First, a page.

Persistent Link:
http://hdl.handle.net/10150/300332
Title:
United States-Mexico Water Agreements and Related Water Use in Mexicali Valley: A Summary
Author:
DeCook, K. J.
Affiliation:
Water Resources Research Center, The University of Arizona, Tucson
Issue Date:
20-Apr-1974
Rights:
Copyright ©, where appropriate, is held by the author.
Collection Information:
This article is part of the Hydrology and Water Resources in Arizona and the Southwest collections. Digital access to this material is made possible by the Arizona-Nevada Academy of Science and the University of Arizona Libraries. For more information about items in this collection, contact anashydrology@gmail.com.
Publisher:
Arizona-Nevada Academy of Science
Journal:
Hydrology and Water Resources in Arizona and the Southwest
Abstract:
A summary is given of interrelated, technical and institutional events concerning the Colorado River which took place between the United States and Mexico from 1849 to 1974 with emphasis on the 1961-1974 period. Until the treaty of 1944, Mexico had had no guarantee of a specific annual quantity of water, but in the years after 1945, when a guarantee of 1.5 million acre-feet per year was established, more than that amount was available for use. Salinity problems arose, and in 1965 an agreement for a 5-year plan for alleviating the technical and political difficulties surrounding the salinity question was made. In 1973 it was agreed that the United States would build, within approximately 5 years, a facility for desalting the saline drainage water entering Mexico. Fulfillment of the technical provisions for this agreement requires, in any event, the timely provision of federal funds to construct and operate the physical works. The several states should receive assurance that their rights and those of their respective water users will not be impaired within the legal operation of the agreement.
Keywords:
Hydrology -- Arizona.; Water resources development -- Arizona.; Hydrology -- Southwestern states.; Water resources development -- Southwestern states.; Colorado river; Desalination; Mexico; Salinity; Planning; Mexican water treaty; Colorado river compact; Alternative planning; Water utilization; Water management (applied); Saline water; Water quality; Water pollution sources; Drainage water; Irrigation water; Mexicali Valley (Mex); Water agreements
ISSN:
0272-6106

Full metadata record

DC FieldValue Language
dc.language.isoen_USen_US
dc.titleUnited States-Mexico Water Agreements and Related Water Use in Mexicali Valley: A Summaryen_US
dc.contributor.authorDeCook, K. J.en_US
dc.contributor.departmentWater Resources Research Center, The University of Arizona, Tucsonen_US
dc.date.issued1974-04-20-
dc.rightsCopyright ©, where appropriate, is held by the author.en_US
dc.description.collectioninformationThis article is part of the Hydrology and Water Resources in Arizona and the Southwest collections. Digital access to this material is made possible by the Arizona-Nevada Academy of Science and the University of Arizona Libraries. For more information about items in this collection, contact anashydrology@gmail.com.en_US
dc.publisherArizona-Nevada Academy of Scienceen_US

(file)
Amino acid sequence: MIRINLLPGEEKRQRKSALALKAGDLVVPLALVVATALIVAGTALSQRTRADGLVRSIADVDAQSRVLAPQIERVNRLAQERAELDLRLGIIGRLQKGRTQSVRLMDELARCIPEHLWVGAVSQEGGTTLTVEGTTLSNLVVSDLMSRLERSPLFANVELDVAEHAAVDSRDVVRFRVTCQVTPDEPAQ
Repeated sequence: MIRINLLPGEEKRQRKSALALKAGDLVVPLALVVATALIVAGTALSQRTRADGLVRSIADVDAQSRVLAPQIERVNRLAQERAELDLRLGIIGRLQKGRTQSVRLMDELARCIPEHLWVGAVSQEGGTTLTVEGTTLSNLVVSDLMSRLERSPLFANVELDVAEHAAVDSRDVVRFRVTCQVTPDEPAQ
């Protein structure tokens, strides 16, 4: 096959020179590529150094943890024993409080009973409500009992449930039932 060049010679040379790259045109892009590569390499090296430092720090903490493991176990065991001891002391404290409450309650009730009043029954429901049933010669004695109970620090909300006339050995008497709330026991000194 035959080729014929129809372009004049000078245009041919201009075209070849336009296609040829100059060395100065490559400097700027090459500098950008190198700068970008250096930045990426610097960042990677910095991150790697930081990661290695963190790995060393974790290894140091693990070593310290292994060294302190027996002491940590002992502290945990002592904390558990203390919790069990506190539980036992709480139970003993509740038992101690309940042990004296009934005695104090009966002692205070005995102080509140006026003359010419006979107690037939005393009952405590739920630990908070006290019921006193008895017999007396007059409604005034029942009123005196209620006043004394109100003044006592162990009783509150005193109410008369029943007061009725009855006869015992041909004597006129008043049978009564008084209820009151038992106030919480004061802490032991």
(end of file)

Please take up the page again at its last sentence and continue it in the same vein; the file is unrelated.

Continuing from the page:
dc.identifier.journalHydrology and Water Resources in Arizona and the Southwesten_US
dc.description.abstractA summary is given of interrelated, technical and institutional events concerning the Colorado River which took place between the United States and Mexico from 1849 to 1974 with emphasis on the 1961-1974 period. Until the treaty of 1944, Mexico had had no guarantee of a specific annual quantity of water, but in the years after 1945, when a guarantee of 1.5 million acre-feet per year was established, more than that amount was available for use. Salinity problems arose, and in 1965 an agreement for a 5-year plan for alleviating the technical and political difficulties surrounding the salinity question was made. In 1973 it was agreed that the United States would build, within approximately 5 years, a facility for desalting the saline drainage water entering Mexico. Fulfillment of the technical provisions for this agreement requires, in any event, the timely provision of federal funds to construct and operate the physical works. The several states should receive assurance that their rights and those of their respective water users will not be impaired within the legal operation of the agreement.en_US
dc.subjectHydrology -- Arizona.en_US
dc.subjectWater resources development -- Arizona.en_US
dc.subjectHydrology -- Southwestern states.en_US
dc.subjectWater resources development -- Southwestern states.en_US
dc.subjectColorado riveren_US
dc.subjectDesalinationen_US
dc.subjectMexicoen_US
dc.subjectSalinityen_US
dc.subjectPlanningen_US
dc.subjectMexican water treatyen_US
dc.subjectColorado river compacten_US
dc.subjectAlternative planningen_US
dc.subjectWater utilizationen_US
dc.subjectWater management (applied)en_US
dc.subjectSaline wateren_US
dc.subjectWater qualityen_US
dc.subjectWater pollution sourcesen_US
dc.subjectDrainage wateren_US
dc.subjectIrrigation wateren_US
dc.subjectMexicali Valley (Mex)en_US
dc.subjectWater agreementsen_US
dc.identifier.issn0272-6106-
dc.identifier.urihttp://hdl.handle.net/10150/300332-
dc.identifier.journalHydrology and Water Resources in Arizona and the Southwesten_US
dc.typetexten_US
dc.typeProceedingsen_US
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